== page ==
Floro-Powell will be among 200 educators visiting Japan in October. They will begin their visit in Tokyo with a practical orientation on Japanese life and culture and meetings with Japanese government officials and educators. They then will travel in groups of 20 to selected host cities where they will have direct contact with Japanese teachers and students during visits to primary and secondary schools as well as a teachers college. They will also visit cultural sites and local industries in addition to a brief homestay with a Japanese family. Floro-Powell’s host city is Soka in the Saitama Perfecture.

The Japan Fulbright Memorial Fund, based in Tokyo, oversees all aspects of the Teacher Program. The program is sponsored by the Government of Japan and was launched in 1997 to commemorate the 50th anniversary of the U.S. government Fulbright Program, which has enabled more than 6,000 Japanese citizens to study in the U.S. on Fulbright scholarships for graduate education and research. The Institute of International Education acts as the agency for the Japan Fulbright Memorial Fund to coordinate the recruitment and pre-departure activities of the Teacher Program in the United States.

Six hundred educators from all 50 states and the District of Columbia will be invited to visit Japan in June, October and November of 2006 (200 in each group). To date, more than 5,000 primary and secondary educators have visited Japan through the JFMF Teacher Program. Upon their return, program participants share what they have learned about Japan with their students and communities through a variety of outreach projects.

Primary and secondary school educators throughout the United States can apply to take part in one of the two trips to Japan scheduled for 2007, as guests of the Japanese Government. Teacher of all disciplines, including art, physical education, English, EST, history, geography, math, science, EAST, and special education, from every region of the United States, are encouraged to apply. Applicants are not required or expected to have previous knowledge of Japanese or Japan. The application deadline for both 2007 trips is December 7, 2006. For more information about the 2007 competition, please refer to http://www.fulbrightmemorialfund.jp or contact 1-888-527-2636 (1-888-Japan-FMF) or jfmf@iie.org. All applications must be completed online.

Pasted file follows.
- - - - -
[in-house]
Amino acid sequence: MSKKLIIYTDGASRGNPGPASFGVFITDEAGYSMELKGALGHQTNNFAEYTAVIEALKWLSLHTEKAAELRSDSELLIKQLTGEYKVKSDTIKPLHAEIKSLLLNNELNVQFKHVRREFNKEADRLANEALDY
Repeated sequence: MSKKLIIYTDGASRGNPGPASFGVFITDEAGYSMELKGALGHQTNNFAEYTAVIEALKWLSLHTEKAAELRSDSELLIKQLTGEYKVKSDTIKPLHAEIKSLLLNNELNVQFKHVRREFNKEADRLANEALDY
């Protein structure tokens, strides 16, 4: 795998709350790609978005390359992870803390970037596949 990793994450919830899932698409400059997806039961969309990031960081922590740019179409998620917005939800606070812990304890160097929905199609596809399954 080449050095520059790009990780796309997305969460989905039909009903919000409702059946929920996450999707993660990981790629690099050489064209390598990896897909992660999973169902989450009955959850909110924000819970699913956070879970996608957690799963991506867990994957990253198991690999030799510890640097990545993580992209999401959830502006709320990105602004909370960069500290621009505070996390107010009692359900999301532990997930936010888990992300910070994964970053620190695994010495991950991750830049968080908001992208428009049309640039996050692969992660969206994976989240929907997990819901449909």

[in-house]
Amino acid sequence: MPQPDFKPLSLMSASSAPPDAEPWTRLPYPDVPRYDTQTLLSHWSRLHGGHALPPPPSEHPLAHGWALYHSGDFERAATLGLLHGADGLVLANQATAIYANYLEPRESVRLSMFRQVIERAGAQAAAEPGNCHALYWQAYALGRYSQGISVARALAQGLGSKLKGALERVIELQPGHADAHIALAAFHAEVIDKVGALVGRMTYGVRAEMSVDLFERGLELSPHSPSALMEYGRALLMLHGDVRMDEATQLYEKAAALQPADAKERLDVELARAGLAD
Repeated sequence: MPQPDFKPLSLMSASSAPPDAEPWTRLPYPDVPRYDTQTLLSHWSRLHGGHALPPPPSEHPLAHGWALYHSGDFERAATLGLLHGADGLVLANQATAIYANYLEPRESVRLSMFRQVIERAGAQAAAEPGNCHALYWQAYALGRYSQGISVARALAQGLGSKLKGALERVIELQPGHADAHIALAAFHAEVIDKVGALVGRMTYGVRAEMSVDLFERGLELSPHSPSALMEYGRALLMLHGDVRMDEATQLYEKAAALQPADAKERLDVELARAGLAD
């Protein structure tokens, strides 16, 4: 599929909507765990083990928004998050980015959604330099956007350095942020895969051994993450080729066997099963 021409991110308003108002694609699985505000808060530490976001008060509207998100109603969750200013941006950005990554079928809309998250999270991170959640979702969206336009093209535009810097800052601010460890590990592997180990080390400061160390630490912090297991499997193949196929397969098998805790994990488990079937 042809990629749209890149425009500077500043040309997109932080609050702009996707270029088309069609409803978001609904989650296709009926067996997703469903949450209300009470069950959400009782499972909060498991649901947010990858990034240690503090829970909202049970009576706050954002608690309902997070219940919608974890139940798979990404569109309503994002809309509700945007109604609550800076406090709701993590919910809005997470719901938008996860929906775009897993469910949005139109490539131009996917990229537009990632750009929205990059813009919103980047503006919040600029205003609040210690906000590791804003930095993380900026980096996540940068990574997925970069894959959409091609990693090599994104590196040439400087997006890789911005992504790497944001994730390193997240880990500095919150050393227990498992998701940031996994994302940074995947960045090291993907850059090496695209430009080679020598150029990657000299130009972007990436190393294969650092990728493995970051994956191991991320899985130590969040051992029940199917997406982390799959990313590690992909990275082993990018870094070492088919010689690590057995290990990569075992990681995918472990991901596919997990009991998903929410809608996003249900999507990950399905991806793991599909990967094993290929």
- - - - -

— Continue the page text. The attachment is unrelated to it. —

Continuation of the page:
Mila Lynne Floro-Powell was born and raised in the Philippines. She came to the United States to attend Smith College (in Northampton, Massachusetts) where she got her undergraduate degree in English Literature. She went on to the University of Southern California (in Los Angeles, California) for her Masters in Business Administration, with emphasis on Entrepreneurship, Venture Management and Marketing. She has two insurance designations: Fellow, Life Management Institute (FLMI) and Health Insurance Association (HIA). During her 25 years in the business world, she was a stockbroker, technology broker, banker, importer, marketing and insurance executive. In 2001, she left corporate life and became the EAST (Environmental and Spatial Technology) Program Facilitator at the Eureka Springs High School. She and her husband, Gordon, also own and manage Bear Creek Nursery.

Some of the community projects that Floro-Powell’s EAST Program students have worked on: Western Carroll County 911 Mapping Project, Carroll County Emergency Evacuation Landing Zone Mapping Project, Eureka Springs Fire Hydrant Mapping Project, Eureka Springs Historic District Mapping Project, Eureka Springs Historic Cemetery Mapping Project, Harmon Park Contour Mapping Project, Eureka Springs Historical Museum, Western Carroll County 911 Identification Mapping Project, Carroll County Community Technology Center, Lemelson-MIT InvenTeams Blood Pressure Monitoring Device Project, EAST Initiative and the Eureka Springs High School Butterfly Garden.

In 2004, the Eureka Springs EAST Program was one of 2 EAST Programs in the entire United States that received the first ever Founder's Award, the EAST Initiative’s highest national award designed to recognize the EAST Program that demonstrated excellence in the categories of Community Achievement (Community Service), Collaboration and the Integration of Technology. In addition, the EAST Program has won numerous state and national awards and grants for their community service projects.